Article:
5 Favorites at the Metropolitan Museum of Art

Good morning from NYC! Every time I come home for a visit, no matter how hectic it may be, I always find time for at least one hour in my favorite place in the whole world: The Metropolitan Museum of Art. I’ve visited hundreds of times, but with each visit I learn something new and see works of art with a completely different perspective.

Here are my 5 personal favorite pieces at the MET:

1. Fragment of the Head of a Queen (ca. 1353 – 1336 BC)
The mysterious remains of a statue dedicated to an unidentified Egyptian Queen. Egyptian Art, Gallery 121: Art of the Amarna Period

2. “Studies for the Libyan Sibyl and a small Sketch for a Seated Figure” Michelangelo Buonarroti (ca. 1510 – 1511)
Michelangelo’s sketch to understand and explore the human body, later used for the Sistine Chapel, is one of the most precious works of art in the United States. Although it is not on display, private visits can be arranged with the museum to view it.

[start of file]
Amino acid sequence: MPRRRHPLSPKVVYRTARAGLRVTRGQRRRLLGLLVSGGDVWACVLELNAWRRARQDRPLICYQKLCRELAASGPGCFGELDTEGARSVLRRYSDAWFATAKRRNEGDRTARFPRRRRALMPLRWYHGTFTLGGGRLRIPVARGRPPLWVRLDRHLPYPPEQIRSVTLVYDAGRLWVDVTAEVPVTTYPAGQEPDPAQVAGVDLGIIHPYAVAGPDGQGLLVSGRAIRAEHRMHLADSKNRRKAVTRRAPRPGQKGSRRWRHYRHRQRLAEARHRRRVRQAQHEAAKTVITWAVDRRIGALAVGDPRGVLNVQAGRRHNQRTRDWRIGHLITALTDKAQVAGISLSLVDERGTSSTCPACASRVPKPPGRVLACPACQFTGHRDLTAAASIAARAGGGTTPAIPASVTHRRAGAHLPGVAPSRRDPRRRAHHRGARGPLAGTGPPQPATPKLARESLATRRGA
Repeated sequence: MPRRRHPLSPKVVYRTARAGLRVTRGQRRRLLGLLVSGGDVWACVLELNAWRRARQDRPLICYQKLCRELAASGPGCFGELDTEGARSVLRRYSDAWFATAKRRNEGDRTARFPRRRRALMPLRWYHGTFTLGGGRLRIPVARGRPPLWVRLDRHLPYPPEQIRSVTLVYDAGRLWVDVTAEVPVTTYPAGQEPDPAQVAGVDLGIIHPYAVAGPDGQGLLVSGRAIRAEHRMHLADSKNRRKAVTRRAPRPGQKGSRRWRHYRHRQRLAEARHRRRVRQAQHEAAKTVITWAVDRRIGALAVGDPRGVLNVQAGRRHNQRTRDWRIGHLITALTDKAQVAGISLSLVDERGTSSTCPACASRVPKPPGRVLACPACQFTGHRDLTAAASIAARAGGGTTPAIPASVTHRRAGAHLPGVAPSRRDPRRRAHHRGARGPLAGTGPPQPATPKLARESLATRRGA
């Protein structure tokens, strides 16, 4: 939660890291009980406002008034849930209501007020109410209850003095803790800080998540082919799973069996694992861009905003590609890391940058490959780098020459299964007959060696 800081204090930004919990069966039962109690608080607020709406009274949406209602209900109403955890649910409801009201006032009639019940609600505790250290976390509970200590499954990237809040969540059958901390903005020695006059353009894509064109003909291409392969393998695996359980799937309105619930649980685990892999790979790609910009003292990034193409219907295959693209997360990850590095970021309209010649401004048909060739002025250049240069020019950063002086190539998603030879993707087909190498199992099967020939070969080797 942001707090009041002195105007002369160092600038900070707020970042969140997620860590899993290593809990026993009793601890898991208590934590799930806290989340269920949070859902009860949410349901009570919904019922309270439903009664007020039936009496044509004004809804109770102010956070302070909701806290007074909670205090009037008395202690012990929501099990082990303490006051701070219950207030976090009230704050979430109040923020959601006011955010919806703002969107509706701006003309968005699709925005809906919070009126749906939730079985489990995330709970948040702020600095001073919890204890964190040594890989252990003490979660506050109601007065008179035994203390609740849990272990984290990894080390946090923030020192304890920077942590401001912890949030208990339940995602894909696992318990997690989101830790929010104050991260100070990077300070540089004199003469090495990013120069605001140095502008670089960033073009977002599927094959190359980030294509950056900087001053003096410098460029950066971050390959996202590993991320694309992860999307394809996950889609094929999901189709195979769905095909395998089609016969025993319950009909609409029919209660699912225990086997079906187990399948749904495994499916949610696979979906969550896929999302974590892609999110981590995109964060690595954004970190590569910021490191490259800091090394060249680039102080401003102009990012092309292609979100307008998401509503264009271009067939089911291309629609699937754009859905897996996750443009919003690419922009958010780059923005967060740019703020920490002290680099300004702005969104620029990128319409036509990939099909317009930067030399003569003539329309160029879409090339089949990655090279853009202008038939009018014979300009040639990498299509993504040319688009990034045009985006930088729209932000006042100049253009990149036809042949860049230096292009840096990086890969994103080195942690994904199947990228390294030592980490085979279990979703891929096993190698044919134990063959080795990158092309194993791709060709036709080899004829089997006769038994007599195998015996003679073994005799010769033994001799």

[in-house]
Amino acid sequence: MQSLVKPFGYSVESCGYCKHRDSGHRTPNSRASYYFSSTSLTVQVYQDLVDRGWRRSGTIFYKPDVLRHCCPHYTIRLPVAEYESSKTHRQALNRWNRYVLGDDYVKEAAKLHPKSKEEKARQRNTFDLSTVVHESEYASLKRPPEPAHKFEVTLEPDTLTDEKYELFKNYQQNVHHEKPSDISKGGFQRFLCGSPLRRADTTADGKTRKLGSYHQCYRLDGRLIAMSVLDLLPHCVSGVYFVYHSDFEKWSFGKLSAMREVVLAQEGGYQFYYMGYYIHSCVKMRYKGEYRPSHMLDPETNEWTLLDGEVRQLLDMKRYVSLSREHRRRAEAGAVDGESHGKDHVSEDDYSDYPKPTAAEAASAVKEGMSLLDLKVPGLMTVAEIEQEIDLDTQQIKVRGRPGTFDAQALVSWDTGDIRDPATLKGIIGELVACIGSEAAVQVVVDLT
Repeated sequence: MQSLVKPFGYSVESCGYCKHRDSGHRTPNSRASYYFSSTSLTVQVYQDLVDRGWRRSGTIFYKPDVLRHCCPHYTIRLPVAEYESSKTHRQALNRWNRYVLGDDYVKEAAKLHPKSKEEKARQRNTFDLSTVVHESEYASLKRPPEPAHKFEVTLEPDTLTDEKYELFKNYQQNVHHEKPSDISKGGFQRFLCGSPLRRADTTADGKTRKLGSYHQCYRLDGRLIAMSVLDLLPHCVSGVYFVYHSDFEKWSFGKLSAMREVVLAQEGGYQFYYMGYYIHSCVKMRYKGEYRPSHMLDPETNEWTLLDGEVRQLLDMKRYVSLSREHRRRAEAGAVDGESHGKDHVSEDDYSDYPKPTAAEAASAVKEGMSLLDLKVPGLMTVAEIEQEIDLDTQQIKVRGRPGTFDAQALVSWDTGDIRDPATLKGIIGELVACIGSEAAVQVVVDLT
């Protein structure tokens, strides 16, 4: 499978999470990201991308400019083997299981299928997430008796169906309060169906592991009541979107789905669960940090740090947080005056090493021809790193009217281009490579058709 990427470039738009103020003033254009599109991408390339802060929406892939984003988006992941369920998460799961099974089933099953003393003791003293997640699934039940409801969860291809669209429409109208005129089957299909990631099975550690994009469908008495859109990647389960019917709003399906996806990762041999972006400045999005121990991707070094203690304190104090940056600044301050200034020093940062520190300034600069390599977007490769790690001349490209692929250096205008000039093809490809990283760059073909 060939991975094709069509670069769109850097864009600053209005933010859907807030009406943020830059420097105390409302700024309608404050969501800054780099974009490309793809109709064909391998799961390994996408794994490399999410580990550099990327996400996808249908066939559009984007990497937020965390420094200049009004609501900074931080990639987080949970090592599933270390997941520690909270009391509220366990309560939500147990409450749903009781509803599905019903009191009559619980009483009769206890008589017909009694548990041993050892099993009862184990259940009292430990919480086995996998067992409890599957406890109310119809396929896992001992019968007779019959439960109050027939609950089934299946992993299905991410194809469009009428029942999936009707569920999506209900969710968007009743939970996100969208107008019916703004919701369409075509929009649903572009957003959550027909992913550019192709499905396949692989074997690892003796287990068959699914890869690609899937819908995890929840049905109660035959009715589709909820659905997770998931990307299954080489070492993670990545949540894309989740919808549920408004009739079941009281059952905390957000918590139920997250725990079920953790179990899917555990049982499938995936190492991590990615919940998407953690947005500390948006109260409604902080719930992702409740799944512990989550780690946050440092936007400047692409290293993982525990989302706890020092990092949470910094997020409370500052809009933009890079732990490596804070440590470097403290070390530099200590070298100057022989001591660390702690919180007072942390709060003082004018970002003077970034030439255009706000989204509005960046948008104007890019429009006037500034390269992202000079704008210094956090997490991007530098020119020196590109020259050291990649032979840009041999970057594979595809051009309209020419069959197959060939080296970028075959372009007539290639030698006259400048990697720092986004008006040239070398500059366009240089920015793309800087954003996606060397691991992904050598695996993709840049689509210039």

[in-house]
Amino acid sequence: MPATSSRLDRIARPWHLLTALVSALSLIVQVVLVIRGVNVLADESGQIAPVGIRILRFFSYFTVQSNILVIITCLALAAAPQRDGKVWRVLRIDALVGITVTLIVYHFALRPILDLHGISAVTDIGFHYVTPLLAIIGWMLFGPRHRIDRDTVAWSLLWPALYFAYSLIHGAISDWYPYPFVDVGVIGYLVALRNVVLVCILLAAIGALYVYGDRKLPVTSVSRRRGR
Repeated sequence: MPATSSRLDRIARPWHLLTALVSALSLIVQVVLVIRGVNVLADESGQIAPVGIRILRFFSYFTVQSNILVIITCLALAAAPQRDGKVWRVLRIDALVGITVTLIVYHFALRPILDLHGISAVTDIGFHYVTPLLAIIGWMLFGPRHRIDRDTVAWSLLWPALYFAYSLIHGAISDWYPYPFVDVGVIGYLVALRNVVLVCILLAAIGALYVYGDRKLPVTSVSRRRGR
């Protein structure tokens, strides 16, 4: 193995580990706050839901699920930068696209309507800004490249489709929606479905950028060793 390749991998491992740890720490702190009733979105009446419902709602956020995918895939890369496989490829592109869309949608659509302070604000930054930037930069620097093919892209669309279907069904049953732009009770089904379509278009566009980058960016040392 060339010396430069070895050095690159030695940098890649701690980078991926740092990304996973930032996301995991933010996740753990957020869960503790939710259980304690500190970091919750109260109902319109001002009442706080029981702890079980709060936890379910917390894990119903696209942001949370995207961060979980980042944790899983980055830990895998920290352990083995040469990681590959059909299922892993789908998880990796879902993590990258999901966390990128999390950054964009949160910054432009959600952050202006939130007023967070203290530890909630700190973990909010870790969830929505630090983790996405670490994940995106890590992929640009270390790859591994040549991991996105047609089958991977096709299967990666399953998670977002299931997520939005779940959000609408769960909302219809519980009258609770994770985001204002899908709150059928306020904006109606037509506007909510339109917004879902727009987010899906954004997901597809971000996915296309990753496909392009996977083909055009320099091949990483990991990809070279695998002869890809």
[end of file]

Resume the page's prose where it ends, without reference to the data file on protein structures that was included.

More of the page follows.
3. “Heart of the Andes” Frederic Church (1859)
Before televisions and smartphones, art was one of the most celebrated forms of entertainment and people spent hours analyzing and appreciating all the tiny details.  This huge oil painting recounts the artist’s trip to South America and the striking beauty he found there. The American Wing Gallery 760: History, Landscape and National Identity, 1850-75

4. “Mäda Primavesi” Gustav Klimt (1912)
Mäda Primavesi, daughter of a banker and actress, captures the audience with her strong and mesmerizing gaze, bringing the viewer into her whimsical and colorful world. Modern and Contemporary Art Gallery 829 – Fin de Siècle Avant-Garde 

5. “Reclining Nude” Amedeo Modigliani (1917)
The famous Jewish-Italian artist was inspired by the depictions of Venus during the Renaissance, but reinterpreted them with few – but powerful – details. Modern and Contemporary Art Gallery 901 The School of Paris

(photo credit: flickr.commetmuseum.org, wikipedia.comnvincent.files.wordpress.comwww.metmuseum.org)

Eidos Tweet: “The purpose of art is washing the dust of daily life off our souls” – Pablo Picasso